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South Korea Drug Crackdown Claims Life of Renowned "Parasite" Actor [FEATURE]

Submitted by Phillip Smith on (Issue #1202)
Consequences of Prohibition
Drug War Issues

Noted South Korean actor Lee Sun-kyun, best known for his role in the 2018 Oscar-winning thriller/satire "Parasite," has become the most well-known victim of his government's fanatical war on drugs. On December 27, Lee, 48, was found unconscious in a car filled with carbon monoxide weeks after he was named as a suspected drug user. He died shortly later, leaving behind a suicide note.

Lee Sun-Kyun in happier times. (Kinocine/Creative Commons)
Lee came to the attention of authorities after allegations that he used drugs, including marijuana and ketamine, with a night club hostess. Lee claimed that the allegations were part of a blackmail plot aimed at him and publicly apologized for "causing immense disappointment" and said he was "sorry for my family, who are enduring extreme pain at this moment."

He nonetheless underwent at least three separate police interrogations, including one lasting 19 hours just days before his death. He also suffered professional consequences after coming under suspicion, being dropped from a film in October after the allegations against him went public.

Lee found himself wrapped up in conservative President Yoon Suk Yeol's crusade against drug use after Yoon promised last spring that his government would "join all forces to win the war on drugs," following another pair of sensational drug arrests. He launched a new drug investigation department at the Supreme Prosecutors Office and staffed it with 840 people.

"Harsh investigations are necessary to punish drug criminals," Yoon said. "Efforts should also be given to rehabilitation treatment to help them return to society at the earliest possible date," he added.

Those hundreds of new drug cops have made a difference. Police arrested more than 17,000 people on drug charges in the first 11 months of 2023, a whopping 39 percent increase over the same period in 2022 -- and 2022 was a record year for drug arrests. More than a thousand arrested were teenagers, a 300 percent increase over previous years.

The current antidrug campaign is a deepening of the "war on drugs" Yoon declared upon coming to office in 2022 as he warned that drugs were becoming more accessible nationwide. And it extends beyond the state, with celebrities leading "just say no" campaigns on social media and talk shows devoting entire episodes to antidrug programming.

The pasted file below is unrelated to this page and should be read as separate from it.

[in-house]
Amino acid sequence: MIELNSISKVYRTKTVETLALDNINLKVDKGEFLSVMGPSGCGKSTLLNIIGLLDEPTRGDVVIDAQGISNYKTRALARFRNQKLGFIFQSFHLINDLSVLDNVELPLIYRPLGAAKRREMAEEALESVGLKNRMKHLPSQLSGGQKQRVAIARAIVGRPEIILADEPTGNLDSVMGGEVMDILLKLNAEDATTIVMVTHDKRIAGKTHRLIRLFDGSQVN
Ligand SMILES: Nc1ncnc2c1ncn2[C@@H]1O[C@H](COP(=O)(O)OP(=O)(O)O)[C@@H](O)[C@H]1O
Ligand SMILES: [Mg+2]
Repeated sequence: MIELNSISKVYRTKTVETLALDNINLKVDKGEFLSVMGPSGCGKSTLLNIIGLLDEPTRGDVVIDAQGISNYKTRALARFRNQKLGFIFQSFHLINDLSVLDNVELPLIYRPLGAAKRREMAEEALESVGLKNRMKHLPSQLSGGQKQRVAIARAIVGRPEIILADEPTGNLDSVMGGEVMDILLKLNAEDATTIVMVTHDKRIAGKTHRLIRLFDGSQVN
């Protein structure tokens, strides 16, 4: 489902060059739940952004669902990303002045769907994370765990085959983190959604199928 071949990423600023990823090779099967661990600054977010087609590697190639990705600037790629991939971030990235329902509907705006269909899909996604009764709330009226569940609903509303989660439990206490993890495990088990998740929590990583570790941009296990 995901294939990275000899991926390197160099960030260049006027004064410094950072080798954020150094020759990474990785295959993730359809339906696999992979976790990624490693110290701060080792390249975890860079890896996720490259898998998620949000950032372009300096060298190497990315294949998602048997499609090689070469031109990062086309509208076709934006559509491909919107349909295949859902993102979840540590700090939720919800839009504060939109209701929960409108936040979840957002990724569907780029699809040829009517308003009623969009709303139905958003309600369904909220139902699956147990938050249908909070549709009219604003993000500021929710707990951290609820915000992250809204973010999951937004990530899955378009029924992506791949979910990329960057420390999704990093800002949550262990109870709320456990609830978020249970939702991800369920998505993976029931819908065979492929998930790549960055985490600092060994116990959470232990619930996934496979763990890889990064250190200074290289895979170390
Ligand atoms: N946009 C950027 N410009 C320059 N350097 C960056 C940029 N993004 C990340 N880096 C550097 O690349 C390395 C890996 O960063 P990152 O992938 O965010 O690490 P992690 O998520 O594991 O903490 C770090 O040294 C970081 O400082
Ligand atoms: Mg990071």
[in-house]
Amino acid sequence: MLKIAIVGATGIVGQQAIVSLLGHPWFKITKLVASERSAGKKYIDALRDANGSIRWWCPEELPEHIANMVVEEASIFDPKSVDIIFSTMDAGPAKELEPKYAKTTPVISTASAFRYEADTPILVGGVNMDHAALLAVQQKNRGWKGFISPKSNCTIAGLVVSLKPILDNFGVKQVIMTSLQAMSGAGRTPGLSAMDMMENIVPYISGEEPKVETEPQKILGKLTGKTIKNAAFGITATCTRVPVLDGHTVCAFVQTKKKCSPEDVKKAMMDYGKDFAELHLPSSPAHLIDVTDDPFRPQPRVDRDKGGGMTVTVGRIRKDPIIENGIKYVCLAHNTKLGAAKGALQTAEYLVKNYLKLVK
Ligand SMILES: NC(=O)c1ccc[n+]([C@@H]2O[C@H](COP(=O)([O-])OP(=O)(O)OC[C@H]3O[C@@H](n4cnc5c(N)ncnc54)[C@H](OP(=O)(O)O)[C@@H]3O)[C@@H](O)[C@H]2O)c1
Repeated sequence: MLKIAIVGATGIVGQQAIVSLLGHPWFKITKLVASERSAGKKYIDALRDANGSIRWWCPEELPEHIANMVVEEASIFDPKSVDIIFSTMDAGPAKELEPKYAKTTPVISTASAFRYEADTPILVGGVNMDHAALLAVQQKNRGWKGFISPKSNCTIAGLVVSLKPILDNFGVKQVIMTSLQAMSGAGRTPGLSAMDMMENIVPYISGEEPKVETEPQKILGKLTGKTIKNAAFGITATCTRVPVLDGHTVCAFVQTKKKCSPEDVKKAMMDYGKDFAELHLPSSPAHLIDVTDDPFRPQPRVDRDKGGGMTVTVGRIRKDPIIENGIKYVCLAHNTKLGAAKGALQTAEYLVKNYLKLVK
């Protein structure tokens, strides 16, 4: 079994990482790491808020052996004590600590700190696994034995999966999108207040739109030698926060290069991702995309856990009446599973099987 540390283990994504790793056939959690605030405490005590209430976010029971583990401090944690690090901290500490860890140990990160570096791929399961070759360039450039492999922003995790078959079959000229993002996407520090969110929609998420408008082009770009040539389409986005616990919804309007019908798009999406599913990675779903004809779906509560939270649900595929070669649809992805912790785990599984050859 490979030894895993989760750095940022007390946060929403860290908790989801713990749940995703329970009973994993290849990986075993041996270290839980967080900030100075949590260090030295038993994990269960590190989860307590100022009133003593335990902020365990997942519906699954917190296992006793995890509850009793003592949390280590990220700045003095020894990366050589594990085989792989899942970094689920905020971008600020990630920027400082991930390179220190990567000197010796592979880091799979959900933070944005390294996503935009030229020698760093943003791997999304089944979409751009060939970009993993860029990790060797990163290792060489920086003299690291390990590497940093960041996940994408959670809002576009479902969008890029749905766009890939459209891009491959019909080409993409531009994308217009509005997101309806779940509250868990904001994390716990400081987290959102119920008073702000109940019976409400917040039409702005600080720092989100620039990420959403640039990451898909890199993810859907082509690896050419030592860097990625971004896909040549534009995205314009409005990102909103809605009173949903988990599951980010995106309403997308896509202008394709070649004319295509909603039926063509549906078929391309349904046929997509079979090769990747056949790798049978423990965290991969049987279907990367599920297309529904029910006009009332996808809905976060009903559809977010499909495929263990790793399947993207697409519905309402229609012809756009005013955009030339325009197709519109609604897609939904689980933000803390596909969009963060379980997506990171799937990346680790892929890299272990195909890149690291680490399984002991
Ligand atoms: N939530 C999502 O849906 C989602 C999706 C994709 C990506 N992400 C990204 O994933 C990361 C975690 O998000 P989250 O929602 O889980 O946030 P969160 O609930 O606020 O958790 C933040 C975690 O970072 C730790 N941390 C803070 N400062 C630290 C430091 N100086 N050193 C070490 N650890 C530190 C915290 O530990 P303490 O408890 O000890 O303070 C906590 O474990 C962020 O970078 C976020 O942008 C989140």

It has engulfed other celebrities beyond Lee. Former K-pop boy band singer G-Dragon was under weeks-long investigation for public drug use until police dropped the case last month after he came up negative on repeated drug tests. Still, his image no longer adorns BMW Korea online ads. And actor Yoo Ah-in, star of the 2018 film "Burning" and the 2021 Netflix series "Hellbound," faces trial after testing positive for propofol, marijuana, ketamine, and cocaine. He has already been cut from the second season of "Hellbound" and has lost advertising work with several South Korean retailers.

This has all been fodder for sensationalist media, and that coverage could have contributed to Lee's death in a country that holds the highest suicide rate among developed nations, said Kang Youn-gon, a media communication professor at Seoul's Chung-Ang University.

"Lee faced some allegations but they haven't been formally verified. But the media has been assertively reporting about Lee's private life… and I think that's something wrong," Kang said.

Lee's lawyer, Seongcheol Park, accused the police of violating rules about the public release of information, adding that Lee had tested negative in multiple drug tests and that police did not take his blackmail claim seriously.

"The process was insulting and humiliating to him, even though there was no evidence that he had taken drugs, Park said. "While it's true that drug investigations are necessary, it's a problem when they go too far and don't follow procedures and protocols."

Drug use or possession can garner a penalty of six months to four years in prison, while dealing or trafficking can lead to a sentence of up to 14 years. South Korean officials say that a tough approach is necessary to keep drug use under control, but they have plenty of critics.

"When you look at data and you look at the harsh penalties that have been in place for decades now, they haven't worked," said Gloria Lai, a regional director for the International Drug Policy Consortium, an organization that promotes evidence-based drug policies around the world. "And the cost on people's lives is huge."

"Cracking down with these harsh punishments and unreasonably long years of imprisonment is not going to be effective" in reducing drug use and overdose deaths, said Hyeouk Chris Hahm, a professor at the Boston University School of Social Work. "And we know that from the history of the US."

Permission to Reprint: This content is licensed under a modified Creative Commons Attribution license. Content of a purely educational nature in Drug War Chronicle appear courtesy of DRCNet Foundation, unless otherwise noted.

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